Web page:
Sport Waikato changes approach as it supports active lifestyles


Sport Waikato has transformed its practice and revitalised its management structure as it works to make people in the region physically active.

From a small base, it achieves a remarkable amount by partnering with businesses and other organisations.

“Our vision is: ‘everyone out there and active’ and we do this by building capability and helping people to help themselves,” says Sport Waikato CEO Matthew Cooper. He says the mandate is clear – to grow participation numbers, and develop capability in the sport and recreation sector. He says leveraging and partnering is a smarter approach.

Sport Waikato offers a range of services, drawing on the support of numerous partners who see the value in getting involved, and Matthew says the organisation is always happy to work with new partners.

In offering these services, Sport Waikato has changed its approach. That has been driven by the introduction of Moving Waikato 2025, the regional strategy for physical activity, recreation and sport, developed in 2016 in response to declining participation in physical activity.

“Sport Waikato was the lead agency in developing that strategy, and it has changed a lot of what we do and what our focus is,” Matthew says.

“We were traditionally putting out the cones for people to do things and now we are showing them how to do those things, stepping away and working with another group. That’s the kind of culture that we’re trying to instill.”

The focus is on sustainability, he says.

It also saw Sport Waikato change its own structure, introducing three defined GM roles: People and Communities, Regional Leadership and Organisational Performance.

Among its new initiatives is This is Me®, focused on getting more women and girls active. This is ME® is about real girls and women doing physical activity together, and aims to encourage, support and celebrate girls and women of all ages getting out there and active, whatever way they choose to.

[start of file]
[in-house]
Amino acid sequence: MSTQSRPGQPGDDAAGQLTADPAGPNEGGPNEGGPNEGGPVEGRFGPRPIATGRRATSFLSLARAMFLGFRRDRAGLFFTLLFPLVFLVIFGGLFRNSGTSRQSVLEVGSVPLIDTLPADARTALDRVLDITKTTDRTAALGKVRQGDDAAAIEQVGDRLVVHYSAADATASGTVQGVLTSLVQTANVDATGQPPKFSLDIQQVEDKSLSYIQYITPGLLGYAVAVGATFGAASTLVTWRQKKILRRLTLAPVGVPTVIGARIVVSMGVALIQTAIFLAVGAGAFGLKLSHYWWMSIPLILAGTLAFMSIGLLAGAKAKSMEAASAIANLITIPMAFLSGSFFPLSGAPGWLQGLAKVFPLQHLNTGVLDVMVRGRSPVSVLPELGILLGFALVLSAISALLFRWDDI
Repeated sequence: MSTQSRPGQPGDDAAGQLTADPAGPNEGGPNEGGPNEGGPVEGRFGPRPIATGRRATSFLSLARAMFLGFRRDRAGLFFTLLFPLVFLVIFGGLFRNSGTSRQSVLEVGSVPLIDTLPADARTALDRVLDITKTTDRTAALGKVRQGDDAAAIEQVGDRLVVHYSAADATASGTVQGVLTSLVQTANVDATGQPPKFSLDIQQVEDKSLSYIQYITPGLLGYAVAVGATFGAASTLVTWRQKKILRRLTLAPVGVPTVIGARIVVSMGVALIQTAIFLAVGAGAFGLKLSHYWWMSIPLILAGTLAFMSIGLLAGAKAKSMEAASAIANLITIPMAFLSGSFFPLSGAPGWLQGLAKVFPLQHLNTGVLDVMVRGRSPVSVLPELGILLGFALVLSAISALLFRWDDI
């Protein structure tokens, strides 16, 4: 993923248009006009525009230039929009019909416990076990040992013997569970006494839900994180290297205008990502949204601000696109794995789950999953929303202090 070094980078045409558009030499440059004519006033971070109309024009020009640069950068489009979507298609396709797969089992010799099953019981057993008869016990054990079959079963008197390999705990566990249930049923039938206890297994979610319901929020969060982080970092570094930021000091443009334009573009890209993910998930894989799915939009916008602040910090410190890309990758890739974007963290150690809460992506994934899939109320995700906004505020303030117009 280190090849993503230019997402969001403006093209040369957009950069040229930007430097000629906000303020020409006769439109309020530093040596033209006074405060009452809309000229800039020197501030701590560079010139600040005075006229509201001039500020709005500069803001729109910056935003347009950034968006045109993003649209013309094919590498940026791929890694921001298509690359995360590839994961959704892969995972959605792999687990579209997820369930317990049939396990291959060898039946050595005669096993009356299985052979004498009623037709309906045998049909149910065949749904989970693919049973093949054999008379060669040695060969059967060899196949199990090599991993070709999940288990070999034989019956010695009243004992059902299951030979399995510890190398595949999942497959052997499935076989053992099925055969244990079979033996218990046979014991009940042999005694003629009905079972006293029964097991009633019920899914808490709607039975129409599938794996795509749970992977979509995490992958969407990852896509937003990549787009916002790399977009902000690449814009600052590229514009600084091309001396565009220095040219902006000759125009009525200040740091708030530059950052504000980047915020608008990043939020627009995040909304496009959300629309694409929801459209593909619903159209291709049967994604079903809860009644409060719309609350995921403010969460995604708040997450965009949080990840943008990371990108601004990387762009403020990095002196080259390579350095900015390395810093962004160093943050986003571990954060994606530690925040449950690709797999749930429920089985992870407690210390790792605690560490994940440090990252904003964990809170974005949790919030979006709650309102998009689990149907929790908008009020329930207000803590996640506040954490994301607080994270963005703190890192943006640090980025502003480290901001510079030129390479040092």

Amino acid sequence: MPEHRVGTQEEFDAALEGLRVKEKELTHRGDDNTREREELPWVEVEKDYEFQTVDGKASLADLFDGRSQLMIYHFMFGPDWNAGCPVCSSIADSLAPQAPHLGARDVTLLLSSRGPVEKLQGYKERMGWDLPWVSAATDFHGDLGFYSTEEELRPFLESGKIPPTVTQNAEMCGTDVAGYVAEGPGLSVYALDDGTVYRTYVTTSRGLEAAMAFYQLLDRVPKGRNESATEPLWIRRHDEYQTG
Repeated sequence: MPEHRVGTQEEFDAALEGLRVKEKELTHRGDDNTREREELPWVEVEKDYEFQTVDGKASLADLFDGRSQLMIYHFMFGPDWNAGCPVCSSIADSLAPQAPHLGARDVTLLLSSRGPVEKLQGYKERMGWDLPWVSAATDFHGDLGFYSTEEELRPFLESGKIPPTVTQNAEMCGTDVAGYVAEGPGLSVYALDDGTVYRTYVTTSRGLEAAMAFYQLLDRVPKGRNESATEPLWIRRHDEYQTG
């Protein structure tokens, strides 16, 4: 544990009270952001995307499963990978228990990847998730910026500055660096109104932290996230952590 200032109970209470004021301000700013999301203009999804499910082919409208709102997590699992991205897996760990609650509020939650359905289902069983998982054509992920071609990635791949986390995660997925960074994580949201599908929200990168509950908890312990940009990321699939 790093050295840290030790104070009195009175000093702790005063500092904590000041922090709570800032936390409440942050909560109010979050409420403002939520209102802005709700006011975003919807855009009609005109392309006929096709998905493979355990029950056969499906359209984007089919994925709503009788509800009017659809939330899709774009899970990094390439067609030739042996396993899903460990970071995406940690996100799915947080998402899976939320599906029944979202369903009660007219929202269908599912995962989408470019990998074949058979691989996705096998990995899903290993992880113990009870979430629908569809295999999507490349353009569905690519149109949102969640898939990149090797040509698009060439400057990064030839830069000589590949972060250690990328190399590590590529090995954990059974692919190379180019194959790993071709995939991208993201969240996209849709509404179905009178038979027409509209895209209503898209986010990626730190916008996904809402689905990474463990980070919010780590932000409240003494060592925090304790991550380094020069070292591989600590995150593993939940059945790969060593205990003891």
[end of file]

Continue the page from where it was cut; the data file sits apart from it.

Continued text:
Another new programme is Whaanau Kori, Tamariki Ora – Active Families, Healthy Kids, which is free and aimed at the whole whānau working together to make healthy changes.

That builds on its flagship Project Energize, established in Waikato schools 13 years ago.

Sport Waikato also offers a free 12 Week Challenge to organisations to get work groups more involved in physical activity and healthy eating.

“A company like Fonterra will sign up some of their staff to participate in a 12 week challenge,” says Andrew Corkill, General Manager People and Communities.

“They get a weekly email to their staff and some sessions with our staff around physical activity and nutrition. They get to hand pick the package that their staff would want.”

He says it’s proving successful in getting work groups more engaged in physical activity.

“The 12 Week Challenge is beneficial but we think it can be better. It’s that continuous change, innovation culture that we’re trying to instill at the moment, really questioning everything we do: what is the impact of it, how can we do it better?

“We do it with everything, otherwise you eventually stagnate.”

The organisation also focuses on coaching, on better volunteers, and on building the capability of sports clubs and regional sporting organisations.

Sport Waikato is the largest of a network of regional sports trusts and was established in 1986.

Thirty-two years later, the charitable trust has a staff of about 80 and draws half of its total funding from partners such as the Waikato District Health Board and the Ministry of Health. Other partners include Sport NZ, Territorial Authorities, Trust Waikato, Gallagher and the Brian Perry Charitable Trust, as well as a myriad of other valued partner organisations who help to achieve its vision.

The health organisations fund the Green Prescription programme and Project Energize, which sees Sport Waikato work with 240 primary schools around the region to boost children’s healthy, active lifestyles.

Five years ago, Sport Waikato added an Under 5 Energize programme, working with preschools including kōhanga and kindergartens. Funded by the Ministry of Health, it targets high deprivation areas.

“You’re really targeting the parents that are coming into the centres with healthy eating advice, and you’re targeting the teachers of the centres with healthy eating but also physical activity options for them to really get the under fives moving,” says Andrew Corkill .“Sport Waikato is not about winning; it’s about getting people to engage with activity and healthy eating to pursue a lifelong habit of either sport, recreation or play.”

For more information contact Matthew Cooper on 07 858 5388 or


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